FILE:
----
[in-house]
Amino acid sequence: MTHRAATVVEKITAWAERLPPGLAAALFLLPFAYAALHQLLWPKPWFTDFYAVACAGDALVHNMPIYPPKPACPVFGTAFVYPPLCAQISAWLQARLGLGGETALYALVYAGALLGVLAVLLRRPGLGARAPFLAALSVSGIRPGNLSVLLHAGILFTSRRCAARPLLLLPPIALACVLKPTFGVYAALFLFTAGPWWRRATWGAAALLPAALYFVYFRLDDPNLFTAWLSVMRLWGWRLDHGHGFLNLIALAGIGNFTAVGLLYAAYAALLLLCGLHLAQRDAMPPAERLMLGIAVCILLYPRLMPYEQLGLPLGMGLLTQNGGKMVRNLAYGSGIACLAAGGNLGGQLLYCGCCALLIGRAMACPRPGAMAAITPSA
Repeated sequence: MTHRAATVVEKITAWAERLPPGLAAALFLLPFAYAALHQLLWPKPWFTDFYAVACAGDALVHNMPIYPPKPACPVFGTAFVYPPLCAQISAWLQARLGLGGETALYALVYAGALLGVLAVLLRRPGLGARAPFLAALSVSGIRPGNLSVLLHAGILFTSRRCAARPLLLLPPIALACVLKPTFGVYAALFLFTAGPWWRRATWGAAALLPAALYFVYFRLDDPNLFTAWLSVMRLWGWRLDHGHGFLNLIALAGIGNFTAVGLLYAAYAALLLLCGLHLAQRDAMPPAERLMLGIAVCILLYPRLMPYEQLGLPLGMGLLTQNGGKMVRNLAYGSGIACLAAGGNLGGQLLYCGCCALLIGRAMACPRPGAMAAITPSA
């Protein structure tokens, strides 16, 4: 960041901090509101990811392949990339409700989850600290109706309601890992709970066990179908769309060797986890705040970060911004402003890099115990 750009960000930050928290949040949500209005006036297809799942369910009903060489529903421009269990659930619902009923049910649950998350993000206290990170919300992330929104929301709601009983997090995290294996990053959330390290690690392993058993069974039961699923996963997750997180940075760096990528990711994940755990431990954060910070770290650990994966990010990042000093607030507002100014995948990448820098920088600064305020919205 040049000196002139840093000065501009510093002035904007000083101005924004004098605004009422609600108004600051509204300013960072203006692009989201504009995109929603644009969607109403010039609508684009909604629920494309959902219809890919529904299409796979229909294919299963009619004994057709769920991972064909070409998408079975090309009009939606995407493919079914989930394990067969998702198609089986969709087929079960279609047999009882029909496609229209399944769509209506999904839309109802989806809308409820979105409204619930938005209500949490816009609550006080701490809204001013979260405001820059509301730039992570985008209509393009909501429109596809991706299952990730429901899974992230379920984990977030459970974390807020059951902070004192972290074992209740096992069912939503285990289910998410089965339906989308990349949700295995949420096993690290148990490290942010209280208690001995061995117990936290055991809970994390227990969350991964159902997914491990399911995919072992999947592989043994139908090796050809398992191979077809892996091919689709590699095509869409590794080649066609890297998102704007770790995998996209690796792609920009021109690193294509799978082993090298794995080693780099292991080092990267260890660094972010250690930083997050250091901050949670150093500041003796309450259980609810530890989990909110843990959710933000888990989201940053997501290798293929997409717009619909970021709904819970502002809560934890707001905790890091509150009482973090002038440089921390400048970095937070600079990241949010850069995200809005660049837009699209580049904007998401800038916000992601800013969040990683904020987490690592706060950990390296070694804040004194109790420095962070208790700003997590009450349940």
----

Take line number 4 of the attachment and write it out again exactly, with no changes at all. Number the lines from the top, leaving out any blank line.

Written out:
């Protein structure tokens, strides 16, 4: 960041901090509101990811392949990339409700989850600290109706309601890992709970066990179908769309060797986890705040970060911004402003890099115990 750009960000930050928290949040949500209005006036297809799942369910009903060489529903421009269990659930619902009923049910649950998350993000206290990170919300992330929104929301709601009983997090995290294996990053959330390290690690392993058993069974039961699923996963997750997180940075760096990528990711994940755990431990954060910070770290650990994966990010990042000093607030507002100014995948990448820098920088600064305020919205 040049000196002139840093000065501009510093002035904007000083101005924004004098605004009422609600108004600051509204300013960072203006692009989201504009995109929603644009969607109403010039609508684009909604629920494309959902219809890919529904299409796979229909294919299963009619004994057709769920991972064909070409998408079975090309009009939606995407493919079914989930394990067969998702198609089986969709087929079960279609047999009882029909496609229209399944769509209506999904839309109802989806809308409820979105409204619930938005209500949490816009609550006080701490809204001013979260405001820059509301730039992570985008209509393009909501429109596809991706299952990730429901899974992230379920984990977030459970974390807020059951902070004192972290074992209740096992069912939503285990289910998410089965339906989308990349949700295995949420096993690290148990490290942010209280208690001995061995117990936290055991809970994390227990969350991964159902997914491990399911995919072992999947592989043994139908090796050809398992191979077809892996091919689709590699095509869409590794080649066609890297998102704007770790995998996209690796792609920009021109690193294509799978082993090298794995080693780099292991080092990267260890660094972010250690930083997050250091901050949670150093500041003796309450259980609810530890989990909110843990959710933000888990989201940053997501290798293929997409717009619909970021709904819970502002809560934890707001905790890091509150009482973090002038440089921390400048970095937070600079990241949010850069995200809005660049837009699209580049904007998401800038916000992601800013969040990683904020987490690592706060950990390296070694804040004194109790420095962070208790700003997590009450349940």